second means disposed between said electrodes for increasing the current density of said current, said second means including a projection made of an electrically insulating material and disposed between said pair of electrodes, said projection having a peak sloping down toward said pair of electrodes; and disposed directly below the center of the said nozzle.
3. An ink-jet head according to claim 2, wherein said projection is in the form of a convex body resembling a part of a sphere.
4. An ink-jet head according to claim 2, wherein said projection is in the form of a convex body resembling a part of a cylinder and having a peak extending in a direction perpendicular to a common longitudinal axis of said pair of electrodes.
5. An ink-jet head according to claim 2, wherein said peak lies flush with upper surfaces of said pair of electrodes.
6. An ink-jet head according to claim 2, wherein said projections is porous.
7. An ink-jet head for an ink-jet printer, comprising:
an ink tank for holding therein a conductive ink;
a nozzle provided in a nozzle plate having a center and located at a position on said ink tank for allowing ejection of a droplet of said conductive ink;
a pair of electrodes disposed on an inside surface of said ink tank at a position corresponding to the position of said nozzle;
first means for applying a voltage to said pair of electrodes to cause a current having a current density to be passed through said conductive ink contained between said pair of electrodes; and
second means disposed between said electrodes for increasing the current density of said current, said second means including a pair of projections made of an electrically insulating material, said projections confronting and merging with one another and having peaks sloping down toward said pair of electrodes, said peaks of said pair of projections defining a recess extending along a common longitudinal axis of said pair of electrodes, said peaks being disposed directly below the center of said nozzle and merging with each other.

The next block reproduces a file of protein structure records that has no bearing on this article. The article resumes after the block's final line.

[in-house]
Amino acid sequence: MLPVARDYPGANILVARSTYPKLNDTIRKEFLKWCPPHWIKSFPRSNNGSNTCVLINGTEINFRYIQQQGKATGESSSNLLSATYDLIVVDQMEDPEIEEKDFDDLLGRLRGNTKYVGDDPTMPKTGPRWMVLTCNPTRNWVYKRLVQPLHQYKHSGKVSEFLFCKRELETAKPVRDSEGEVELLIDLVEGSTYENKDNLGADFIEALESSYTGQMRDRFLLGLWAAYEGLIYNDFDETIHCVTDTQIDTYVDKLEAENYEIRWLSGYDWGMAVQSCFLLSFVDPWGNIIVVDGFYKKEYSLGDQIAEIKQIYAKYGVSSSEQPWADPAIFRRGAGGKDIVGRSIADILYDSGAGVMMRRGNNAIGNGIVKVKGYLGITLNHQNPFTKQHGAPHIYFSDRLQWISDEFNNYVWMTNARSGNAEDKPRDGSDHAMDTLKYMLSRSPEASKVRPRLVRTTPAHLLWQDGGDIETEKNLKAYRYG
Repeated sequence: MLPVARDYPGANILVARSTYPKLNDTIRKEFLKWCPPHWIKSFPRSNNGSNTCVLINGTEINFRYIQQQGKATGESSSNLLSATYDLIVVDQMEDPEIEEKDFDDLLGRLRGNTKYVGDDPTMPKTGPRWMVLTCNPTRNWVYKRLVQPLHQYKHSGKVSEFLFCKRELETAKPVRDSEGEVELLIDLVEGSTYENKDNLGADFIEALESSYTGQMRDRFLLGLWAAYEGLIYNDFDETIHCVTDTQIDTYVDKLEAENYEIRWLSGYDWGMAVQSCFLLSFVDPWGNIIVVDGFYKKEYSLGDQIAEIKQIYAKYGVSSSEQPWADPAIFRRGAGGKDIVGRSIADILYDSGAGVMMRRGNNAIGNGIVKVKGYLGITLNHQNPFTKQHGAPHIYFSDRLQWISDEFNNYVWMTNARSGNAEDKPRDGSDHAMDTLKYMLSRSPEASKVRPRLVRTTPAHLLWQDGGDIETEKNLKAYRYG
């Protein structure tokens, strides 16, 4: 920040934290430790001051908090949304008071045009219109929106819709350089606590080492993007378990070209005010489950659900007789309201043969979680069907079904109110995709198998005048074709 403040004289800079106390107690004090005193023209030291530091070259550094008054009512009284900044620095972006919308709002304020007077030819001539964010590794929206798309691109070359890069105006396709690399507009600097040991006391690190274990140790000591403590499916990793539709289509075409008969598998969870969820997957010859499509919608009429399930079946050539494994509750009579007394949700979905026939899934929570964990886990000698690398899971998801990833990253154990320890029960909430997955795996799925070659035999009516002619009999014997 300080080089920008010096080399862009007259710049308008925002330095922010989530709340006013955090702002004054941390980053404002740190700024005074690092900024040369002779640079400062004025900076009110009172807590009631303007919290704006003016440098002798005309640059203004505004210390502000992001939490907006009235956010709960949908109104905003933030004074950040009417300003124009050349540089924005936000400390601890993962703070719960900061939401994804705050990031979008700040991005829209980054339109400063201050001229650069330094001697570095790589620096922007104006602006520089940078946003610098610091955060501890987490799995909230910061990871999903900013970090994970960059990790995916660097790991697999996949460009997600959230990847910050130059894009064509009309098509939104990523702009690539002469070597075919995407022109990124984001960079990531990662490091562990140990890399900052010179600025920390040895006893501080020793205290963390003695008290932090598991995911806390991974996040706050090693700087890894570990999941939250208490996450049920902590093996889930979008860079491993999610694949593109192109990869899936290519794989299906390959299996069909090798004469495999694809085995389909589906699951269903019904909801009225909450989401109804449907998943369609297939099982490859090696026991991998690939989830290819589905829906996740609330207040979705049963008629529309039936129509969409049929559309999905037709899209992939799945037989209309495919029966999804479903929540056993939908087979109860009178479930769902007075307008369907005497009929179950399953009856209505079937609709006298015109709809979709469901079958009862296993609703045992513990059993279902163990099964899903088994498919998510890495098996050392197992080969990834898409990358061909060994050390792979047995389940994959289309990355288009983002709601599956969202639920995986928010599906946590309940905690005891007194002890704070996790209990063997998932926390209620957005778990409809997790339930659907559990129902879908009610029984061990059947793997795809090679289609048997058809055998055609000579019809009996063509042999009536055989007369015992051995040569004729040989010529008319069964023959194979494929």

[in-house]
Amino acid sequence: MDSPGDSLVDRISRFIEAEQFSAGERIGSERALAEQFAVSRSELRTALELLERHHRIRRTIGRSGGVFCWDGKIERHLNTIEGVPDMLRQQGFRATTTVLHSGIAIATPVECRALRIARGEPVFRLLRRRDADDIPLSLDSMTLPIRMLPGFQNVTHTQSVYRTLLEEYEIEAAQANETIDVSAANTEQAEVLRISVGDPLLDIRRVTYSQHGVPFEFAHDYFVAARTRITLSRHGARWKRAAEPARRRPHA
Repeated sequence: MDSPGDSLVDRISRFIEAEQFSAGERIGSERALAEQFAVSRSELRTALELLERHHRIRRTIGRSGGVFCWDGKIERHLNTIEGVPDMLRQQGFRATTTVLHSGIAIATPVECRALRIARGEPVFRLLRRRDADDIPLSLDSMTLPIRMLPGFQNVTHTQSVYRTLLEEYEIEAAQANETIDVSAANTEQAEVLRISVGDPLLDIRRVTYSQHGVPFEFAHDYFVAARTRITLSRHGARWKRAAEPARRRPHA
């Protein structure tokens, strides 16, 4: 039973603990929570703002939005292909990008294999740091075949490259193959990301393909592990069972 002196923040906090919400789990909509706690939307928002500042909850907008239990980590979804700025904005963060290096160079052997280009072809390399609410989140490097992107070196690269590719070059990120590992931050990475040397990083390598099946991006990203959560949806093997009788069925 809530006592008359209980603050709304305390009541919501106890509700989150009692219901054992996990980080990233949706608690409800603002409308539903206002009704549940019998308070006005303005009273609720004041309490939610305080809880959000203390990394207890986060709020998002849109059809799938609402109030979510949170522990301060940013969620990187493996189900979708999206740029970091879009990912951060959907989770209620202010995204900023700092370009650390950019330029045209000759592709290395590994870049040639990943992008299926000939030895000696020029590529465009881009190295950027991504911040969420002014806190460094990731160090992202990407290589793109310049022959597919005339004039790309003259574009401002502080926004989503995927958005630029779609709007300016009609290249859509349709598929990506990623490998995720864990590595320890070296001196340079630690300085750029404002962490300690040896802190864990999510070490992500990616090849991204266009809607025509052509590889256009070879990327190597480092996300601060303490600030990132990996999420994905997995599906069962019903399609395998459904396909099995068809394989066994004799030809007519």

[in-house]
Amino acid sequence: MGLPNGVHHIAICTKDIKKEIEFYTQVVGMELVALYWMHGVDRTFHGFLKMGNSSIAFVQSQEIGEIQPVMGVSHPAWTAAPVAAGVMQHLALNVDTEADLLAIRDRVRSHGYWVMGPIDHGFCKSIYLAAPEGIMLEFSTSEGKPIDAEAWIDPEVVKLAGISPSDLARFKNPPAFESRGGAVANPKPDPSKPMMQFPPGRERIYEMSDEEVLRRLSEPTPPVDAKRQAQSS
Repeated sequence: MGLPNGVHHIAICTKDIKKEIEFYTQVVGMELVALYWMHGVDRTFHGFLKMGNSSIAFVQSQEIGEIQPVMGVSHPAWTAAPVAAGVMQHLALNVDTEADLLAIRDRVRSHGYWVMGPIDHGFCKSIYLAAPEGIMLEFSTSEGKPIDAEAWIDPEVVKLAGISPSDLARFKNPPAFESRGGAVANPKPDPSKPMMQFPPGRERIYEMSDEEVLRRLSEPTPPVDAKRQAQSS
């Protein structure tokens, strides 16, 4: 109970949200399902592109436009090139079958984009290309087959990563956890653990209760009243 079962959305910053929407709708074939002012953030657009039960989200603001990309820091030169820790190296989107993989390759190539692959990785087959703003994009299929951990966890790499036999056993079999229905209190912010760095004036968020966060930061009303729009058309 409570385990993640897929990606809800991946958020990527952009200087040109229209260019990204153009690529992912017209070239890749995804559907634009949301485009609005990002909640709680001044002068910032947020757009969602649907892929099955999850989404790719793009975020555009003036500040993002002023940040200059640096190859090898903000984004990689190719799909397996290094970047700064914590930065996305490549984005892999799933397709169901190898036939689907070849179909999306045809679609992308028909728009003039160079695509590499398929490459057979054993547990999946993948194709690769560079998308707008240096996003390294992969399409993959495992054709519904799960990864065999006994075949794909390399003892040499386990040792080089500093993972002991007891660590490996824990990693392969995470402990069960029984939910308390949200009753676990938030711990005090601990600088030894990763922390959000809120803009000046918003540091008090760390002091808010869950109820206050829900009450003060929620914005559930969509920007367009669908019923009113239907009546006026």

8. An ink-jet head according to claim 7, wherein said pair of projections are porous.
9. An ink-jet head for an ink-jet printer, comprising:
an ink tank for holding therein a conductive ink;
a nozzle provided in a nozzle plate having a center and located at a position and on said ink tank for allowing ejection of a droplet of said conductive ink;
a pair of electrodes disposed on an inside surface of said ink tank at a position corresponding to the position of said nozzle;
first means for applying a voltage to said pair of electrodes to cause a current having a current density to be passed through said conductive ink contained between said pair of electrodes; and
second means disposed between said electrodes for increasing the current density of a said current, said second means including a first projection made of an electrically insulating material and disposed between said pair of electrodes, and two confronting second projections made of an electrically insulating material and projecting between said pair of electrodes from a pair of first planes, respectively, extending perpendicular to a second plane from which said first projection projects, said first projection having a peak sloping down toward said pair of electrodes, said second projections having peaks defining therebetween a recess extending above said first projection in a direction parallel to a common longitudinal axis of said pair of electrodes.